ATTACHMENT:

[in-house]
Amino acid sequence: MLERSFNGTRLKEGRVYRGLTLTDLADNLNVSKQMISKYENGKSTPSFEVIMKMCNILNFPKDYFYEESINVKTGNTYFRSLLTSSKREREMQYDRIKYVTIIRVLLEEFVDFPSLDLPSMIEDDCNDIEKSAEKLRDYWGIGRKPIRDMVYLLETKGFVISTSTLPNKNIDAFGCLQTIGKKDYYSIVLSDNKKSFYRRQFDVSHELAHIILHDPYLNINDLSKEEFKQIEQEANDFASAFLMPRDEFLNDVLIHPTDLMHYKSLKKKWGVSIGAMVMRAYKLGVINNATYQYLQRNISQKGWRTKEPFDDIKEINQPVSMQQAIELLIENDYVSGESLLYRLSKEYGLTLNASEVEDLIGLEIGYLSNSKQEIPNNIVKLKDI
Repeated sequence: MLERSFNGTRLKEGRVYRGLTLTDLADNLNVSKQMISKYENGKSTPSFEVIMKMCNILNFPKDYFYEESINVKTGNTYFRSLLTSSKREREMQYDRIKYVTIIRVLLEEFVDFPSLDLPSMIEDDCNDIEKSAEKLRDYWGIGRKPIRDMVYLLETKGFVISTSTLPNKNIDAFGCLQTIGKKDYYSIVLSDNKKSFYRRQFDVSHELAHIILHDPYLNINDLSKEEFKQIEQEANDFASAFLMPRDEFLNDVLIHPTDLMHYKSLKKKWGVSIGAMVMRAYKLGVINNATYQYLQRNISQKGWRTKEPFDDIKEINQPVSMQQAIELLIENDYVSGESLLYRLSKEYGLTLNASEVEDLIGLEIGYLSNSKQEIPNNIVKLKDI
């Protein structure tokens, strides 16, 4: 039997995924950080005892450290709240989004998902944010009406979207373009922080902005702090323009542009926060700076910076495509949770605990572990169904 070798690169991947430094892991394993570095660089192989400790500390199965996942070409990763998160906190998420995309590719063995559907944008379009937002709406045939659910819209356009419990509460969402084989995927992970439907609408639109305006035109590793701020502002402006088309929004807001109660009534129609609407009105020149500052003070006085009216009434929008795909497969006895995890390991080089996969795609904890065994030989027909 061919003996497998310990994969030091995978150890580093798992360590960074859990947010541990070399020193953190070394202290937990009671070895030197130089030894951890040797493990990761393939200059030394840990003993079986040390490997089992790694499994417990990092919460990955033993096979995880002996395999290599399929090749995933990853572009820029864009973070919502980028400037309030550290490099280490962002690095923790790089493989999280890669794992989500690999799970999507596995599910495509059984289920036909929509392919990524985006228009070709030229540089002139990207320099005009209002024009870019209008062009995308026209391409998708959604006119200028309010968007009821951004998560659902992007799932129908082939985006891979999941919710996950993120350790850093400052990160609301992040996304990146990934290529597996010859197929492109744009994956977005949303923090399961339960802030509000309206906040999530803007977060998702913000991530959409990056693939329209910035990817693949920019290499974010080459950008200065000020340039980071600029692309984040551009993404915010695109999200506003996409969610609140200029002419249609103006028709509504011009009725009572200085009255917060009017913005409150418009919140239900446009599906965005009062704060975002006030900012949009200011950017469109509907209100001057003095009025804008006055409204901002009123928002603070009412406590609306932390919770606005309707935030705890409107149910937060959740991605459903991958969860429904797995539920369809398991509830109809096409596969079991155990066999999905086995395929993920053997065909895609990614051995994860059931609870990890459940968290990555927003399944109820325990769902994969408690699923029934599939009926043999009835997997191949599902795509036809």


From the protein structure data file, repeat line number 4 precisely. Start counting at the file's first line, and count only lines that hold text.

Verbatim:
């Protein structure tokens, strides 16, 4: 039997995924950080005892450290709240989004998902944010009406979207373009922080902005702090323009542009926060700076910076495509949770605990572990169904 070798690169991947430094892991394993570095660089192989400790500390199965996942070409990763998160906190998420995309590719063995559907944008379009937002709406045939659910819209356009419990509460969402084989995927992970439907609408639109305006035109590793701020502002402006088309929004807001109660009534129609609407009105020149500052003070006085009216009434929008795909497969006895995890390991080089996969795609904890065994030989027909 061919003996497998310990994969030091995978150890580093798992360590960074859990947010541990070399020193953190070394202290937990009671070895030197130089030894951890040797493990990761393939200059030394840990003993079986040390490997089992790694499994417990990092919460990955033993096979995880002996395999290599399929090749995933990853572009820029864009973070919502980028400037309030550290490099280490962002690095923790790089493989999280890669794992989500690999799970999507596995599910495509059984289920036909929509392919990524985006228009070709030229540089002139990207320099005009209002024009870019209008062009995308026209391409998708959604006119200028309010968007009821951004998560659902992007799932129908082939985006891979999941919710996950993120350790850093400052990160609301992040996304990146990934290529597996010859197929492109744009994956977005949303923090399961339960802030509000309206906040999530803007977060998702913000991530959409990056693939329209910035990817693949920019290499974010080459950008200065000020340039980071600029692309984040551009993404915010695109999200506003996409969610609140200029002419249609103006028709509504011009009725009572200085009255917060009017913005409150418009919140239900446009599906965005009062704060975002006030900012949009200011950017469109509907209100001057003095009025804008006055409204901002009123928002603070009412406590609306932390919770606005309707935030705890409107149910937060959740991605459903991958969860429904797995539920369809398991509830109809096409596969079991155990066999999905086995395929993920053997065909895609990614051995994860059931609870990890459940968290990555927003399944109820325990769902994969408690699923029934599939009926043999009835997997191949599902795509036809």